Friday, June 28, 2013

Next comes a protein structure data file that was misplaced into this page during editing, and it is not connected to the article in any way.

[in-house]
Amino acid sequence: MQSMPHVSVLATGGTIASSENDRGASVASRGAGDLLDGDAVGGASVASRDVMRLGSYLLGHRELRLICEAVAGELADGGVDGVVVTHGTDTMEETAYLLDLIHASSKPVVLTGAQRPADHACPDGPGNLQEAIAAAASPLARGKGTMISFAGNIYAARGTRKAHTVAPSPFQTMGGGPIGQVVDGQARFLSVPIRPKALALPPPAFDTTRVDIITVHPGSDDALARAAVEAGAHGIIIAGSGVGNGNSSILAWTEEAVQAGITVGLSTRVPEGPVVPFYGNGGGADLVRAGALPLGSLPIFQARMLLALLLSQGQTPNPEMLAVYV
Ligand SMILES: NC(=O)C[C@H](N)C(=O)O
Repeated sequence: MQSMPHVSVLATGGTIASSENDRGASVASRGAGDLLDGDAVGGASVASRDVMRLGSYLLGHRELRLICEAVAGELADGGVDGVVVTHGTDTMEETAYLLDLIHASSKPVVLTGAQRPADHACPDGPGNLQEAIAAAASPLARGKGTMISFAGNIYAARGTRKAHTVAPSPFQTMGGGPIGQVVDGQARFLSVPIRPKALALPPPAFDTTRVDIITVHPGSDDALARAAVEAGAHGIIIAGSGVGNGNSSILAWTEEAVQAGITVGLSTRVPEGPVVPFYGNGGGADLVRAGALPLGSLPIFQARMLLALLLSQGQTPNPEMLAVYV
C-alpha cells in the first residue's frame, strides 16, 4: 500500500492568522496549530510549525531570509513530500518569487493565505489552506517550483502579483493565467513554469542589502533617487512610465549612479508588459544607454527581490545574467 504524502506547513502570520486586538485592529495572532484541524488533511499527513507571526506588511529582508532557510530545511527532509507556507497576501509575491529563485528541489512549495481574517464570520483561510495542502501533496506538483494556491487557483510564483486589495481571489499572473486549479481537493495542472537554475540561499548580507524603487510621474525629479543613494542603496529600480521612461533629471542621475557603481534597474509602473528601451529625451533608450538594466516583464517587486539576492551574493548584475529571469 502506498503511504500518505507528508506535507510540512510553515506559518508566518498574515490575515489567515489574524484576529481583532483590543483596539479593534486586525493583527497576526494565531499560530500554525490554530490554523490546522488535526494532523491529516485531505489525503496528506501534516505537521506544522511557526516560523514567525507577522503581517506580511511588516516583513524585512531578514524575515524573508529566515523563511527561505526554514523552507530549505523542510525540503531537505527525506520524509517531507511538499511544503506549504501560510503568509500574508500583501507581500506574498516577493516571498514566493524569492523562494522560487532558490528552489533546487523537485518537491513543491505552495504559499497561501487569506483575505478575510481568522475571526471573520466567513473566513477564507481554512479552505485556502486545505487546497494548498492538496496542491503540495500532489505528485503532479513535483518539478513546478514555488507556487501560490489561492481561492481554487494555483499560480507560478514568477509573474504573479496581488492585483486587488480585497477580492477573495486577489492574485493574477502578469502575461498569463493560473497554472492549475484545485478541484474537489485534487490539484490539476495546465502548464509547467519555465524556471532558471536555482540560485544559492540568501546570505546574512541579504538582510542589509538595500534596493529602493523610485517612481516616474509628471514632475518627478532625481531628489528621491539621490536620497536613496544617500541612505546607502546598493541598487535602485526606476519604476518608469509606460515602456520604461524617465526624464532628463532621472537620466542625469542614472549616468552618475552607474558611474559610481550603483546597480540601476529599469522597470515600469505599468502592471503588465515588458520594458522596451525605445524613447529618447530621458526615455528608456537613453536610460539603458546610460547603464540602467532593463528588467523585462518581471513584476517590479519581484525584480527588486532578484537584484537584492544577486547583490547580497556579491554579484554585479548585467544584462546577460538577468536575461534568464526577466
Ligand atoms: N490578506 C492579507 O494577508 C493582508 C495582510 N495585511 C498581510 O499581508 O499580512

My journey of faith began in a family of faith and a family of worshipers (the Bible often calls the church a "household" or "family."). My parents loved God and made assembling with other lovers of God a priority for us. They reminded us often that it was a privilege to assemble with other Christians, that in some nations it was definitely not a right to do so. While I have discovered that some communities of faith may be more toxic than healing, healthy faith develops best in community. There are times when we may need to go alone in prayer to express our pain and hurt to the Lord, but sometimes the occasions when we hurt the most are when the church that we thought didn't care awakens to its responsibilities. Singing with a congregation, even listening if the pain is too great to sing or the song evokes particularly emotional memories, allows other believers to speak words of grace and love. Even when one's presence challenges others, ability to forgive or to consider whether they should allow you to participate, growth in relationship to God and his people occurs. We all sin (Romans 3:23). We all need forgiveness. Assembling together allows others to bear one another's burden (Galatians 6:1-2) and remember that being a part of Christ's saved people is not an exercise in isolation nor about feeling good all the time about other Christians. Romans 15:1-3 says, "We who are strong ought to bear with the failings of the weak and not to please ourselves. Each of us should please his neighbor for his good, to build him up. For even Christ did not please himself but, as it is written: 'The insults of those who insult you have fallen on me.'" We worship together to praise God, but also meet together to encourage one another (Hebrews 10:24-25). We should not gather as a church to hear a speaker verbally scourge suffering people, but we should search the scriptures together and pray fervently that we may help the damaged person heal and return to active service. If a person's (or group's) presence threatens the spiritual stability of the congregation, then we meet and discuss face-to-face how their actions endanger the health of the community while remembering to check our preferences to see if they align with the word and will of God. Because my parents encouraged me to make assembling with Christians a priority, when I encountered a difficult time in my life when it would have been easy to suffer alone and stop "going to church," I kept going. I found it hard to pray at that point in my life and it was difficult to sing some songs. Some sermons were harder to hear and some well-meaning brethren just did not understand what I was experiencing. Still I kept assembling and I continued to read the Bible regularly (Strange, I think, that I found it hard to talk to God for a while but still was willing to listen to him). The small congregation embraced me and helped me to heal, using me when I was willing and my work would help others. Some told me that my presence encouraged them. I survived spiritually because that church and my family of origin loved me. Some hurting people have hurt themselves, and as part of the healing process, must realize and articulate the part they played in creating their pain. We call this repentance and confession; both acts are essential for spiritual healing. If they haven't done so already, they will need to follow the example of the Apostle Paul in washing their sins away in baptism (See Acts 22:16). Some may be unable to reverse the effects of their actions; just as a physical amputee learns to function without a hand or with a prosthesis, they can learn to function in their new reality. Other hurting people have been abused - verbally, physically, or emotionally. They don't need more abuse. They need love, and lots of patience. So, if you're hurting spiritually, don't try to solve your problems in isolation. Reach out for help to a community of faith, a church that takes God, Christ, and the Bible seriously, but that remembers also that it is the family of God and the body, the church of Christ, an entity that heals rather harms. If you're within such a group, and someone confesses difficulty, pain, or sin, don't rush to ostracize. Pray and study to learn how you may help this person to heal and to grow up to become the healthy disciple God wants them to be. As Paul the apostle wrote, " Accept one another, then, just as Christ accepted you, in order to bring praise to God" (Romans 15:7). In the end, we all have fallen short, and that is why we need a family, a church, where we may heal and feel safe. .